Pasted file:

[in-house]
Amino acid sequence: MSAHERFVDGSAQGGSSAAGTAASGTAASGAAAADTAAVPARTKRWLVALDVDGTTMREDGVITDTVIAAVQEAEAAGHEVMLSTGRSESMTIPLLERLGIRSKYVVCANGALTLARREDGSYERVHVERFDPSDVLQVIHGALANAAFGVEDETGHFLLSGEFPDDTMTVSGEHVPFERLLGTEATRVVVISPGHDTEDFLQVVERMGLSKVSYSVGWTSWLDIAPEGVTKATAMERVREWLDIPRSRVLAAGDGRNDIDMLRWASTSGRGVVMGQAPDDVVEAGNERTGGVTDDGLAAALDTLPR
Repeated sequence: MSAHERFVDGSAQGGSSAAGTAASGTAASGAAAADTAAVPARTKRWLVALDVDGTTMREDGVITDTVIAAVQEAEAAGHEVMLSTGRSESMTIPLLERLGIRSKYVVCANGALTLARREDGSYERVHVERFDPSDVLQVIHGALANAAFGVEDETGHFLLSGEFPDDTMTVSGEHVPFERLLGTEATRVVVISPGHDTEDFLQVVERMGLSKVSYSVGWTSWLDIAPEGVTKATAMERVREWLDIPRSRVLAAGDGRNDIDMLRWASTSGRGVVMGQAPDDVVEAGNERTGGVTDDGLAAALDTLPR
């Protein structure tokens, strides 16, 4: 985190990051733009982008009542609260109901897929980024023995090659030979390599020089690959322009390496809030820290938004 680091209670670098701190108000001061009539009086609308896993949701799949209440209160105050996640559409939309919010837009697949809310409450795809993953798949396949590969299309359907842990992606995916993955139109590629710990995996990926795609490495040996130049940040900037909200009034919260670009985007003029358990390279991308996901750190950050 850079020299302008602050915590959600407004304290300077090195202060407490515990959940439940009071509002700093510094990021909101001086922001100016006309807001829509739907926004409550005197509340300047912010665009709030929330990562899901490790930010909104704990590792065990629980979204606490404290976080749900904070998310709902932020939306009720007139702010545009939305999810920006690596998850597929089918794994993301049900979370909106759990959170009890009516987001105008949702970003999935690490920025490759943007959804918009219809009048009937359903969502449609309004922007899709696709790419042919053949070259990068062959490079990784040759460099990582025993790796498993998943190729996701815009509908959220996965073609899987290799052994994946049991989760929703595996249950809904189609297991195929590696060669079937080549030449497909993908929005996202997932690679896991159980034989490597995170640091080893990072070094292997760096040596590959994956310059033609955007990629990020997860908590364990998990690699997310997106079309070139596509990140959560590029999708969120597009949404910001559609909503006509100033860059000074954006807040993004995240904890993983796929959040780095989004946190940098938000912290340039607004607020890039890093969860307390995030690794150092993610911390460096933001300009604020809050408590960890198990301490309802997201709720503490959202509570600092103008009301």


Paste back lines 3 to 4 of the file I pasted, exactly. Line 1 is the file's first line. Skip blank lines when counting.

Repeated sequence: MSAHERFVDGSAQGGSSAAGTAASGTAASGAAAADTAAVPARTKRWLVALDVDGTTMREDGVITDTVIAAVQEAEAAGHEVMLSTGRSESMTIPLLERLGIRSKYVVCANGALTLARREDGSYERVHVERFDPSDVLQVIHGALANAAFGVEDETGHFLLSGEFPDDTMTVSGEHVPFERLLGTEATRVVVISPGHDTEDFLQVVERMGLSKVSYSVGWTSWLDIAPEGVTKATAMERVREWLDIPRSRVLAAGDGRNDIDMLRWASTSGRGVVMGQAPDDVVEAGNERTGGVTDDGLAAALDTLPR
């Protein structure tokens, strides 16, 4: 985190990051733009982008009542609260109901897929980024023995090659030979390599020089690959322009390496809030820290938004 680091209670670098701190108000001061009539009086609308896993949701799949209440209160105050996640559409939309919010837009697949809310409450795809993953798949396949590969299309359907842990992606995916993955139109590629710990995996990926795609490495040996130049940040900037909200009034919260670009985007003029358990390279991308996901750190950050 850079020299302008602050915590959600407004304290300077090195202060407490515990959940439940009071509002700093510094990021909101001086922001100016006309807001829509739907926004409550005197509340300047912010665009709030929330990562899901490790930010909104704990590792065990629980979204606490404290976080749900904070998310709902932020939306009720007139702010545009939305999810920006690596998850597929089918794994993301049900979370909106759990959170009890009516987001105008949702970003999935690490920025490759943007959804918009219809009048009937359903969502449609309004922007899709696709790419042919053949070259990068062959490079990784040759460099990582025993790796498993998943190729996701815009509908959220996965073609899987290799052994994946049991989760929703595996249950809904189609297991195929590696060669079937080549030449497909993908929005996202997932690679896991159980034989490597995170640091080893990072070094292997760096040596590959994956310059033609955007990629990020997860908590364990998990690699997310997106079309070139596509990140959560590029999708969120597009949404910001559609909503006509100033860059000074954006807040993004995240904890993983796929959040780095989004946190940098938000912290340039607004607020890039890093969860307390995030690794150092993610911390460096933001300009604020809050408590960890198990301490309802997201709720503490959202509570600092103008009301």